One of the slices in my Pie Chart of Reasons Why I Am Childfree is my sister. She has Down syndrome. She was born when my mom was 35 and had two other kids already (myself and my brother). My sister is 25 now and my parents are both 61 and she still lives with them. This is not an optimal situation for anyone. My parents are in near-constant battle with her and they are very close to the ends of their ropes in terms of their patience and tolerance. My dad would like to retire in the next few years, but they aren't going toenjoy any part of their "golden years" with my sister hanging around. She is extremely difficult to be around. The chances of her getting out of their house and into a subsidized group living facility are next to none. Wathing the slow, unavoidable downhill slide in my family for the last 25 years has been very painful. I am especially sad for my parents. They certainly didn't ask for this, and after this long, I know they don't want it, but they're trapped. I have danced up to but never really had the guts to ask my mom The Question: if she wishes my sister had never been born. Other things she has let slip over the years have led me to believe her answer would probably be "yes."

My mom conceived my sister when she was only 34. Some might consider that on the young side for the incidence of Down syndrome. It certainly wasn't something my mom was thinking about at that age. I know Down syndrome doesn't "run in families," and the likelihood of my producing a child with the syndrome would be low (and, let's face it, I'd abort such a fetus anyway, something my mom didn't do because she declined to have an amniocentesis test that would have revealed the Down syndrome), but seeing the damage my sister's existence has done to my family made me vow to avoid EVER taking the chance that the same thing could happen to me. Don't let anyone try and pull the wool over your eyes. Raising a special needs child is a grinding, extremely stressful and often unfulfilling endeavor. It also almost destroyed my parents' marriage. They survived, barely, but plenty of other couples do not. I have taken every step possible to ensure that the same thing will never happen to me.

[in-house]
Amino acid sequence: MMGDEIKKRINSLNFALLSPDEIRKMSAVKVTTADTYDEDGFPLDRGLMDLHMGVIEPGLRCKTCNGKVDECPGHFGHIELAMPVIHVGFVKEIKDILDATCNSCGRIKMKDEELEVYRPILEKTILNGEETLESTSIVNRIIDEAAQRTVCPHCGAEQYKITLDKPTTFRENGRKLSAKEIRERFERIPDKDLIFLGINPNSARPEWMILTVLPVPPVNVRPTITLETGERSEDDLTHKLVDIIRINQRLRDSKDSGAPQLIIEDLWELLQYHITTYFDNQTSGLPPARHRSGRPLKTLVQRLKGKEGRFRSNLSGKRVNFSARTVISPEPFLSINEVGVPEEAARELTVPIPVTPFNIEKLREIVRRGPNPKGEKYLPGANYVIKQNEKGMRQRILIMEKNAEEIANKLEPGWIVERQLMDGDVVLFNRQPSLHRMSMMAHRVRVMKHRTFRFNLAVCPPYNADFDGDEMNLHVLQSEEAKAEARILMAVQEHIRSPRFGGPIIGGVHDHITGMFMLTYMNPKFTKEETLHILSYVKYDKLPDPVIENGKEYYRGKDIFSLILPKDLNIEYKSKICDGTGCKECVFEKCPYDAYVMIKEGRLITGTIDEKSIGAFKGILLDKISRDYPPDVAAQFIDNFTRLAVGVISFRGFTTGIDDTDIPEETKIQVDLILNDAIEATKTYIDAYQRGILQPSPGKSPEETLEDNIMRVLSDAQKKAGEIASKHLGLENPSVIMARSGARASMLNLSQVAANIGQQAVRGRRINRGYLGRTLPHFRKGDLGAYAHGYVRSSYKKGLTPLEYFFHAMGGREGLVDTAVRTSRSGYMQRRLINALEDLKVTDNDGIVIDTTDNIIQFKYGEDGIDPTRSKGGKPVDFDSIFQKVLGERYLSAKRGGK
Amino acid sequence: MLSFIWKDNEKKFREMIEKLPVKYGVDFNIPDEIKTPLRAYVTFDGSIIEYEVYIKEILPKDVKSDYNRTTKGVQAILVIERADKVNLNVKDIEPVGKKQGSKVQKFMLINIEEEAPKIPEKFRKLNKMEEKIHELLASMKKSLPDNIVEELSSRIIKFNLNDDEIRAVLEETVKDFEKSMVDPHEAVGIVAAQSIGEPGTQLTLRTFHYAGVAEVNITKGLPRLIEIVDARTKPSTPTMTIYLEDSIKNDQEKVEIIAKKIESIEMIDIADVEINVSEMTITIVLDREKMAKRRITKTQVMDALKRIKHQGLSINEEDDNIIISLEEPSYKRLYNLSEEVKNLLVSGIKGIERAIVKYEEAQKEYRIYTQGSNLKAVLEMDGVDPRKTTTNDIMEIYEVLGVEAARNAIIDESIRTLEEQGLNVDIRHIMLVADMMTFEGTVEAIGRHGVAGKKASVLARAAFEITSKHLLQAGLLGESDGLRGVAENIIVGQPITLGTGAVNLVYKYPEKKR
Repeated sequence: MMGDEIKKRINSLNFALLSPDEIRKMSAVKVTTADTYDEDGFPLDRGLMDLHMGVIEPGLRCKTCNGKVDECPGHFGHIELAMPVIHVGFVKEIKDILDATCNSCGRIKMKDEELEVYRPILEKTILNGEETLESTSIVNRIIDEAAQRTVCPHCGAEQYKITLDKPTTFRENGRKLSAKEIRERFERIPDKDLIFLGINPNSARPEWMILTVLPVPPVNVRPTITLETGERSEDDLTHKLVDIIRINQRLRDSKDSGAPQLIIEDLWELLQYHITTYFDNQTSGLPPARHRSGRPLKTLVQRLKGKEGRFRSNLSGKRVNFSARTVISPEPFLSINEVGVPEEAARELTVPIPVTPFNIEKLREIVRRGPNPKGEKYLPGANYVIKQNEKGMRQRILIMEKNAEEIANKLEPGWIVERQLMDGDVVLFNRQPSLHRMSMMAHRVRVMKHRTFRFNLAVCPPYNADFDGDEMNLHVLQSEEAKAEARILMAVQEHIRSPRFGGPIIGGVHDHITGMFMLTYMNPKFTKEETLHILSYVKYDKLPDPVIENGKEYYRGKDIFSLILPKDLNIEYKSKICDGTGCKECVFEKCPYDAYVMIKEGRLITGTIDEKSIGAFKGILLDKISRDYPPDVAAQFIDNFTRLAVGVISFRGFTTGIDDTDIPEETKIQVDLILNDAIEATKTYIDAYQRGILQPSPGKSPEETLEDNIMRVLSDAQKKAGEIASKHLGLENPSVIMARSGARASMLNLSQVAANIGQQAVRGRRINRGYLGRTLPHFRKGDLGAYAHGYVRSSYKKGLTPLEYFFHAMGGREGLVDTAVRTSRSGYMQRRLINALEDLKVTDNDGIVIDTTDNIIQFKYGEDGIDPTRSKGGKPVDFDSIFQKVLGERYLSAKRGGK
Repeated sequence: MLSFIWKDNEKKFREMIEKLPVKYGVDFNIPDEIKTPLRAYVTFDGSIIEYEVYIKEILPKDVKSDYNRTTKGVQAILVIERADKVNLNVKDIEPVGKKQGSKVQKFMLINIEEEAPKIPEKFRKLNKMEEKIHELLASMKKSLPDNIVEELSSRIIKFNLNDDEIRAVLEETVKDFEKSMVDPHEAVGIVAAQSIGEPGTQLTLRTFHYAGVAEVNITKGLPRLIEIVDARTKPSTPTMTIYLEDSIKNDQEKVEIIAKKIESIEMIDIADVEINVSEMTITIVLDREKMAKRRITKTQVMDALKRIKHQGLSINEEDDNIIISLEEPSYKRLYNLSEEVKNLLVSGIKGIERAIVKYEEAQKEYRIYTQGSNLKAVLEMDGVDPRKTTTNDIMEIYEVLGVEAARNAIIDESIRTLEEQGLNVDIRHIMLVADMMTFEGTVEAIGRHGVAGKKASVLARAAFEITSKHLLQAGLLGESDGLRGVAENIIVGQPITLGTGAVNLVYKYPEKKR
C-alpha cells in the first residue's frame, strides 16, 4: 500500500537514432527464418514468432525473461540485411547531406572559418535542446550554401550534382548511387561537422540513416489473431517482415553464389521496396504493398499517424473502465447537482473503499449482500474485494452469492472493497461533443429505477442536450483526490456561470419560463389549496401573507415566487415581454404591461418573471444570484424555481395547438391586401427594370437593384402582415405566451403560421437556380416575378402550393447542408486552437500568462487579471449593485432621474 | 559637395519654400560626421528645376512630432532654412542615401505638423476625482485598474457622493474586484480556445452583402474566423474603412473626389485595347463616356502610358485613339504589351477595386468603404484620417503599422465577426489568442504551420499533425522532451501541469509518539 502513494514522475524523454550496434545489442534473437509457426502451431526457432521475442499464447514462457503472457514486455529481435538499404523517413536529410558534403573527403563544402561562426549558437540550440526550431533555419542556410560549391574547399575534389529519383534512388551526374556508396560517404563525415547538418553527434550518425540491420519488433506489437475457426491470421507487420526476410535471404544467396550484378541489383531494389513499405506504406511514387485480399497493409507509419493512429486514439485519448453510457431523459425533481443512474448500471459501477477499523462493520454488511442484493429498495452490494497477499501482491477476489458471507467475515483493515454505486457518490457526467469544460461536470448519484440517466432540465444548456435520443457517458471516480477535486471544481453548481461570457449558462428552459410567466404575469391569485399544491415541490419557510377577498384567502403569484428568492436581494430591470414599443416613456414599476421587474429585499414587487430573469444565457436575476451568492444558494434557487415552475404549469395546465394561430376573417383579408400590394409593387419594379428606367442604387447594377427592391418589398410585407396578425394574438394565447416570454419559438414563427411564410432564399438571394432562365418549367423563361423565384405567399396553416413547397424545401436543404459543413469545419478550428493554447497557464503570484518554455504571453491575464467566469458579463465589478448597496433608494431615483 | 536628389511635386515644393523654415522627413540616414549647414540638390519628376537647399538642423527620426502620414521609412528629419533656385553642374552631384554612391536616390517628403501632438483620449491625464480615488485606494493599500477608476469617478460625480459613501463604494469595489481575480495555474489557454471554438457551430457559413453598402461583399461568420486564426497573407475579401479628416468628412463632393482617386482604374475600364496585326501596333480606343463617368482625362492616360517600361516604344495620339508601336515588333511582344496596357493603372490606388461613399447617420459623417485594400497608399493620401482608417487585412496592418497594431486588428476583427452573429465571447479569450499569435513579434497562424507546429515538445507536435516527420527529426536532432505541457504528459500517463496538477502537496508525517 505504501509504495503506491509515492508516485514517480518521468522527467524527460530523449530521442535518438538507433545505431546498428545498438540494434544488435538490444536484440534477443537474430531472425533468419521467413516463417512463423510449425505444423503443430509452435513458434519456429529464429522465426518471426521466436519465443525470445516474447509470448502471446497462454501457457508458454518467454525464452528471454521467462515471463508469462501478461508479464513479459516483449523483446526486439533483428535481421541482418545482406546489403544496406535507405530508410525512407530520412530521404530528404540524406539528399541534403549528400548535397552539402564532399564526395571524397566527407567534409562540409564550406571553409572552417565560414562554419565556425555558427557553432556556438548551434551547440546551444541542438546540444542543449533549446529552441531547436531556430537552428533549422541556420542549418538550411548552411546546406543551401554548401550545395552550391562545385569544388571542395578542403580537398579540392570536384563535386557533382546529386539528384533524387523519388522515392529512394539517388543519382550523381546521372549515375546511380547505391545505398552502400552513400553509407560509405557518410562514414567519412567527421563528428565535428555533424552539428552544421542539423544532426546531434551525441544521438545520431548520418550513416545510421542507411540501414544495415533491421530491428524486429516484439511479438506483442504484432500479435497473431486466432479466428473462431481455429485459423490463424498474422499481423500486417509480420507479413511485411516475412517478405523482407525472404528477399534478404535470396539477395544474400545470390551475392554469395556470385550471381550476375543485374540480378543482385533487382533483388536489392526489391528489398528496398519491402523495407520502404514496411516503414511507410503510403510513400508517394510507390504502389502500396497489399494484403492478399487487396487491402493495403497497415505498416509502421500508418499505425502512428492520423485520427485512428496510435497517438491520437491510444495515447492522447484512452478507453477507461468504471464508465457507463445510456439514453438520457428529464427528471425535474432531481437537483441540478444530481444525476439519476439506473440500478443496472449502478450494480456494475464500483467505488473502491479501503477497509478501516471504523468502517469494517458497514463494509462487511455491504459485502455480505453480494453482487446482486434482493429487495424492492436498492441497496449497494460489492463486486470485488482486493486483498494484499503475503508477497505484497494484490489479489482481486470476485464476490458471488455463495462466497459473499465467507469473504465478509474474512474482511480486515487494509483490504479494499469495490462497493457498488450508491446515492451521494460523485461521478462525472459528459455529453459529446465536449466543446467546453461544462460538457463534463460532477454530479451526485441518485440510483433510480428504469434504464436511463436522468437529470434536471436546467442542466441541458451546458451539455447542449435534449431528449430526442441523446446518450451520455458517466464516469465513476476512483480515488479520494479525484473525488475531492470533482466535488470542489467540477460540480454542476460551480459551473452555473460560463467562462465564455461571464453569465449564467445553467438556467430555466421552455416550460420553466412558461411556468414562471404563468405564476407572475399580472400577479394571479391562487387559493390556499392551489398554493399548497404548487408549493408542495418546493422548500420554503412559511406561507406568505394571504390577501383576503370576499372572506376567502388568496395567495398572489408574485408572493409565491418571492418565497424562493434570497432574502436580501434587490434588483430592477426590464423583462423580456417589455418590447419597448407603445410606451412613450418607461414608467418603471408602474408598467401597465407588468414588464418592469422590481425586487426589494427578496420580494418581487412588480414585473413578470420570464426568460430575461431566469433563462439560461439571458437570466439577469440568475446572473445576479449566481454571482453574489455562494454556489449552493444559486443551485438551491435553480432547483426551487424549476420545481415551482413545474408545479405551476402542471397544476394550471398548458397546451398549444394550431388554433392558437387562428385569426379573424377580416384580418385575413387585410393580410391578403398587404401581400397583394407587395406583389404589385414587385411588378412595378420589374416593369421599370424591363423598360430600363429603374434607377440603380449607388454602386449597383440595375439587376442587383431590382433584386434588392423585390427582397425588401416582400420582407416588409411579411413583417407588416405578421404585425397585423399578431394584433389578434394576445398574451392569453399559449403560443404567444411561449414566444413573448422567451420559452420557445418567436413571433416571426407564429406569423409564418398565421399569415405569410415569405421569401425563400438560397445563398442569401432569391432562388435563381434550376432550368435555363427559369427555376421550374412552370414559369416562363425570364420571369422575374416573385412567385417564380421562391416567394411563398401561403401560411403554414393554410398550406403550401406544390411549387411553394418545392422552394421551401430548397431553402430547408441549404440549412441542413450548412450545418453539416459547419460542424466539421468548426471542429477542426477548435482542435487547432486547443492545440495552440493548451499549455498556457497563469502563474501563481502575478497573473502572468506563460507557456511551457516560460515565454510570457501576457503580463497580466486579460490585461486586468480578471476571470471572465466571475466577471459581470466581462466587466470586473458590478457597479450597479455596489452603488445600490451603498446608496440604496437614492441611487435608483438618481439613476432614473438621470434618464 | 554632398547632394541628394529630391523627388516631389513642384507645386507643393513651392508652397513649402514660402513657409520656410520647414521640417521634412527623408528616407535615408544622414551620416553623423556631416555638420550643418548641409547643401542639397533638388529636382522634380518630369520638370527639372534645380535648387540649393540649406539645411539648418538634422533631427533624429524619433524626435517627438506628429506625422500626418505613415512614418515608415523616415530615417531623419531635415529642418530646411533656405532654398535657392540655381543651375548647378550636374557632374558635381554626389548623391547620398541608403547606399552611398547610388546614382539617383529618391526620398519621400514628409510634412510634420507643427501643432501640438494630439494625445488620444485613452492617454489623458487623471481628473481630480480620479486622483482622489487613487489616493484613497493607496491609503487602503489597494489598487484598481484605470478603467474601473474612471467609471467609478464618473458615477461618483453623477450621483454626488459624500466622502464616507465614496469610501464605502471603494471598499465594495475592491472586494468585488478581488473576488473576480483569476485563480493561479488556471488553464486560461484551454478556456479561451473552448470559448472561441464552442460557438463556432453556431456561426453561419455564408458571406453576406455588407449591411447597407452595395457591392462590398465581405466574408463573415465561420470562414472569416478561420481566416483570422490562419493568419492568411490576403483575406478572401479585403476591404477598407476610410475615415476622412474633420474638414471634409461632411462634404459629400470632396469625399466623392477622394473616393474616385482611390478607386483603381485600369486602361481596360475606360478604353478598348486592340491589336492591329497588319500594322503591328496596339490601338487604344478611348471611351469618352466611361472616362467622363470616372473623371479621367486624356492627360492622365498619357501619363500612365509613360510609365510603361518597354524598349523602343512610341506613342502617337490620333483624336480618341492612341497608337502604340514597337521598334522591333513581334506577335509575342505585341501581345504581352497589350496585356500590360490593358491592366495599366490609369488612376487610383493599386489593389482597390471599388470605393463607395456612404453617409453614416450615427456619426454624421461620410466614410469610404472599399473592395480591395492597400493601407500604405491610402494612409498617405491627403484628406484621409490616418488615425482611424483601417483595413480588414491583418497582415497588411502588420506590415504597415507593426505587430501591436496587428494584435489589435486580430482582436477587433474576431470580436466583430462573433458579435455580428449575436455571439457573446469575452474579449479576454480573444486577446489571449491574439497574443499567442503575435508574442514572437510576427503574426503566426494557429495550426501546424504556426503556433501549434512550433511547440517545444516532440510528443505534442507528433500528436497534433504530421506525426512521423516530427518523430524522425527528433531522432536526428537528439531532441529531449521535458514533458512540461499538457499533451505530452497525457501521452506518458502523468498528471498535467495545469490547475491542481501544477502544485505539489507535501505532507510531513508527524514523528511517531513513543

NikkiJ said...

S, thanks for sharing this.

When I hear of people in their 30's and 40's being encouraged to have children I wonder if they ever consider the high chances of having a child with Down's Syndrome. I had a colleague who had her first baby when she was 34, which, as you say doesn't seem that old. She also refused to have the test for Downs, thinking that it wasn't likely to happen as she was "only" 34. Her baby was born with Downs Syndrome. They love their daughter but they struggle in bringing her up. The chance that I might have had a child with DS was one of my primary consideration when we were talking the childfree issue through.Once I was in my thirties I was certain I did not want to take the risk.

lei said...

I feel so sad, to think that there are probably many, MANY mentally disabled children living with parents who don't care enough about them.

I wonder if it's common for people with disabled siblings (my sister is autistic as well as having learning difficulties) to be more inclined NOT to have children. I've never wanted children of my own, since I was very young. I wonder if interacting with my sister has contributed to my reasons for not wanting kids of my own?

I love my sister, and my family love my sister, we love looking after her and helping her, and I actually think my sister has enriched our lives by making us appreciate life more. But maybe looking after her has put something into my brain that says "i've been babysitting all my life (and I won't stop either), I don't want kids so I can have some ME time" :) Sorry for the ramble, this post just sparked the idea off in my head, I hadn't thought about it before.